Michael Foley’s new translations of Augustine’s Against the Academics and On the Happy Life are brilliant. Every feature that I want in a translation appears here.
A glossary of Latin-English and English-Latin terms to help me grasp Augustine’s original hint—here.
A simple introduction that provides dates and gets to the point—here.
A commentary that actually traces out the logic of the argument instead of banal historical minutia—here.
A timeline of the event of the Cassiciacum Dialogues—here.
An annotated set of notes to clarify the meaning of the text—here.
A literal translation so that I can hear Augustine more clearly than the translator’s assumption of what Augustine means—here. (I grant that no translator can perfectly deliver the original’s nuances into a receptor language, but literal translations help).
Even though the translation is literal, Foley’s translation nevertheless feels lucid and free.
In short, these are the editions that you want to read in English. They do not contain the Latin on the opposed pages (a diglot) unfortunately. As an English translation, Foley gives me everything that I want and everything that a reader needs to grasp Augustine in his historical and social contexts.
Let me note a few things about Foley’s commentary that appears after the text in each volume. First, Foley aims to elucidate Augustine’s meaning step-by-step. So the commentary actually helps readers understand Augustine’s words rather than simply outlining detail upon detail about the historical background around Augustine—a boring exercise that rarely helps one actually understand the words of the text; or if it does, it could easily be compressed. It is also short, relatively so. It’s roughly the same length as Augustine’s dialogue.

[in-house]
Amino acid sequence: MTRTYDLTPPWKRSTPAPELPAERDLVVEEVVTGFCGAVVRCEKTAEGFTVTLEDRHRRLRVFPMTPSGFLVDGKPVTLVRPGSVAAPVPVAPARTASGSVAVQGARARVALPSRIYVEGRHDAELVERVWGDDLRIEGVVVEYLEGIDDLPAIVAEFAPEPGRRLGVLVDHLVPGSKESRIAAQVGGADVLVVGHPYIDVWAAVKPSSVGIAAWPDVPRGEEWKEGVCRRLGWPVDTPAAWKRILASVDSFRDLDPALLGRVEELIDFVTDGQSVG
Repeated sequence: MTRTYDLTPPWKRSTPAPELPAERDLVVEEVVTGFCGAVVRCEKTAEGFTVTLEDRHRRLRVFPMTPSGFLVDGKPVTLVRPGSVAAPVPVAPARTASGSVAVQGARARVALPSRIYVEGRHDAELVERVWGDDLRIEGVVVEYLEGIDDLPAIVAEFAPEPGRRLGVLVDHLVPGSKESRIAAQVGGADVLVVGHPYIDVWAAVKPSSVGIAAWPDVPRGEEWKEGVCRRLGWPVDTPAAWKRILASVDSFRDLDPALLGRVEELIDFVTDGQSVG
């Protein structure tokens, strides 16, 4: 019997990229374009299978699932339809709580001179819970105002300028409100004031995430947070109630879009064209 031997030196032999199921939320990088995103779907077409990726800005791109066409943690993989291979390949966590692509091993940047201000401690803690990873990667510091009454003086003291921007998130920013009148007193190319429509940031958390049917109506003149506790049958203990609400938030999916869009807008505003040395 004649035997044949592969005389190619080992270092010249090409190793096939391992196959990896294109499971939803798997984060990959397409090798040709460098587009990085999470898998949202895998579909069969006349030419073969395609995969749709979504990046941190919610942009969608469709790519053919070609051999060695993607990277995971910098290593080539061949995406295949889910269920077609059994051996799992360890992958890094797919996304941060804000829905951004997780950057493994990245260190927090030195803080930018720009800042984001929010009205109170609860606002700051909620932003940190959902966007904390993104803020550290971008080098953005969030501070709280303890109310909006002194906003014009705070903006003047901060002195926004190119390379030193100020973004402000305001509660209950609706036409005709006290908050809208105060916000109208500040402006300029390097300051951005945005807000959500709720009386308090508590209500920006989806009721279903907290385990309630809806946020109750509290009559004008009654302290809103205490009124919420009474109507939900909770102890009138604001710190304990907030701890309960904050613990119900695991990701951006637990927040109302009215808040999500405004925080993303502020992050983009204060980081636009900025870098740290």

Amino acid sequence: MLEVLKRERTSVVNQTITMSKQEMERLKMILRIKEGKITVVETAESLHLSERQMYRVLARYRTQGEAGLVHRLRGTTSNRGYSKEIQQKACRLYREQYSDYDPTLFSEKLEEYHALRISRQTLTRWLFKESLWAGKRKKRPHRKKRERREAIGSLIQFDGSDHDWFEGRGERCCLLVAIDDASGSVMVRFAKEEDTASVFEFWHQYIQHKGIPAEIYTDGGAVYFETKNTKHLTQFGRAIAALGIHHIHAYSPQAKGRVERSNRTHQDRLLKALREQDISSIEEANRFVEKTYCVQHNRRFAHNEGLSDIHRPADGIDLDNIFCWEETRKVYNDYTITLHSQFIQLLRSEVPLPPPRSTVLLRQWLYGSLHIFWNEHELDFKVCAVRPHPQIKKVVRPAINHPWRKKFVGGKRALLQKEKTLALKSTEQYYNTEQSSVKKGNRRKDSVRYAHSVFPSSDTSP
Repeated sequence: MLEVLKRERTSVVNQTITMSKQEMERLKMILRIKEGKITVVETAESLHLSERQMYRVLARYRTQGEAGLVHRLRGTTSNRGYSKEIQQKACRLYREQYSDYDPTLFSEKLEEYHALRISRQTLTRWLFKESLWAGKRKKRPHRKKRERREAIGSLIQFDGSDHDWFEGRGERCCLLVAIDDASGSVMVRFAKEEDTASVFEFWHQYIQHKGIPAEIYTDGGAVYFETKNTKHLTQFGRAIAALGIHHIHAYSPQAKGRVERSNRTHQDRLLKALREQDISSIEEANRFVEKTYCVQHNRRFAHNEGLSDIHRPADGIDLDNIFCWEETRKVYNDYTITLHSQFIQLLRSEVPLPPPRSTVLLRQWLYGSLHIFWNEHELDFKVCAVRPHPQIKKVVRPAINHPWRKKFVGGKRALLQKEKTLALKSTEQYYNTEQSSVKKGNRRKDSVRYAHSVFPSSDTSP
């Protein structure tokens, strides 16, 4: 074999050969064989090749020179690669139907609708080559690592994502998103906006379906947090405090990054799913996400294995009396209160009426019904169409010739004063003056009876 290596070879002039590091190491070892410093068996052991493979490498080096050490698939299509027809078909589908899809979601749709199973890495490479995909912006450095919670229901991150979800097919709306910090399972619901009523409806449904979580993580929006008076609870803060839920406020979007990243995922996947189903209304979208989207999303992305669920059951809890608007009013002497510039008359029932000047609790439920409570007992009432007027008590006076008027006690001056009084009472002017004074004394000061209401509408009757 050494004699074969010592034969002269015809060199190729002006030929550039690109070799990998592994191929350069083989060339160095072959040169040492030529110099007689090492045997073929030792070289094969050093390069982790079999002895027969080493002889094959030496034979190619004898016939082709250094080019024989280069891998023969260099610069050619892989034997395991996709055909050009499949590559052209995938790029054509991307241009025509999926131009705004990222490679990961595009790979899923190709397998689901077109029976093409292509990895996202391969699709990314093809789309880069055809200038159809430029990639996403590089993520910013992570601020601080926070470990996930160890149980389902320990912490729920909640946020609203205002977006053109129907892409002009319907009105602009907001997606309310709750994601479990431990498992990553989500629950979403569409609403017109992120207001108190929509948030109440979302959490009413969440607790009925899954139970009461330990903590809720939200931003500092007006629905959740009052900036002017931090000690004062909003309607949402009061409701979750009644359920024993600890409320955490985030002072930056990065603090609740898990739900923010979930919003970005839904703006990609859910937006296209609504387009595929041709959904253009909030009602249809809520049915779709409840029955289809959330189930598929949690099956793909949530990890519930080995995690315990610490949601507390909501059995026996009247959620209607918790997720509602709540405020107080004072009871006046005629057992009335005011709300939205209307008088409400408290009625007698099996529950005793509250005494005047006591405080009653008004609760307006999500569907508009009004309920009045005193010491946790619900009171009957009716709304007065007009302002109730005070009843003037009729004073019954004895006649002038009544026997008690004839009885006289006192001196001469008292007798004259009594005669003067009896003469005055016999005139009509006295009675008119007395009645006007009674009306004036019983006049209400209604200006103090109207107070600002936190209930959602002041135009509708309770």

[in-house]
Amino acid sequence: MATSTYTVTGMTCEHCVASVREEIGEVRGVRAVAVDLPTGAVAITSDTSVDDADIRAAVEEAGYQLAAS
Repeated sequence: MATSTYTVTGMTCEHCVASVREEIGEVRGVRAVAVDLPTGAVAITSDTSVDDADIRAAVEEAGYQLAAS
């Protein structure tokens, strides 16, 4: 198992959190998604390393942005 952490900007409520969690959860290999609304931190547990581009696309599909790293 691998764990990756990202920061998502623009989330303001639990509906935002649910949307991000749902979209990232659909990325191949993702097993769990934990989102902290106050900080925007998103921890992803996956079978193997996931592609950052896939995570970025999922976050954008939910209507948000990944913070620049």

Speaking of the dialogues, these are the first two out of four that Augustine created on the basis of his Cassiciacum Dialogues (located North of Milan). The next two are: On Order and the Siloquoys. They are meant to be a four-part series.
In Against the Academics, Augustine argues that we can know things truly and not just probably. The title also, as Augustine notes, can be called On the Academics as it does not merely attack them but also appreciates them in certain respects (Augustine loves Cicero, for example).
On the Happy Life accomplishes what it sets out to do: teach on how to live the happy life. The last two volumes, I have yet to read, but seem to speak of the order of the cosmos and the soul’s journey back to itself. In short, the four-part series appears to work in order to convert one to Augustine’s point of view.
The manuscript tradition apparently does not preserve this order, and so Foley has done readers a service by restoring it to its original order and thus preserving the collection’s intent (if we may use this word here).
These represent Augustine’s earliest Christian writings. Augustine went to Cassiciacum as a retreat with friends and family in November 386. Here, he awaited his baptism sometime later, and in a matter of years he would return to North Africa to become a bishop.
While early, these words by no means show a sluggish mind. They are works in their own right worthy of reading and admiration. One might say they lack the biblical citation and theological profundity of later works. They still, however, show a wise Christian mind at work in service of the truth.
I have no criticisms of these works. I just think you should buy it if you need an English version, which is affordable (in paperback) and done with noble skill.
The publisher provided me with review copies.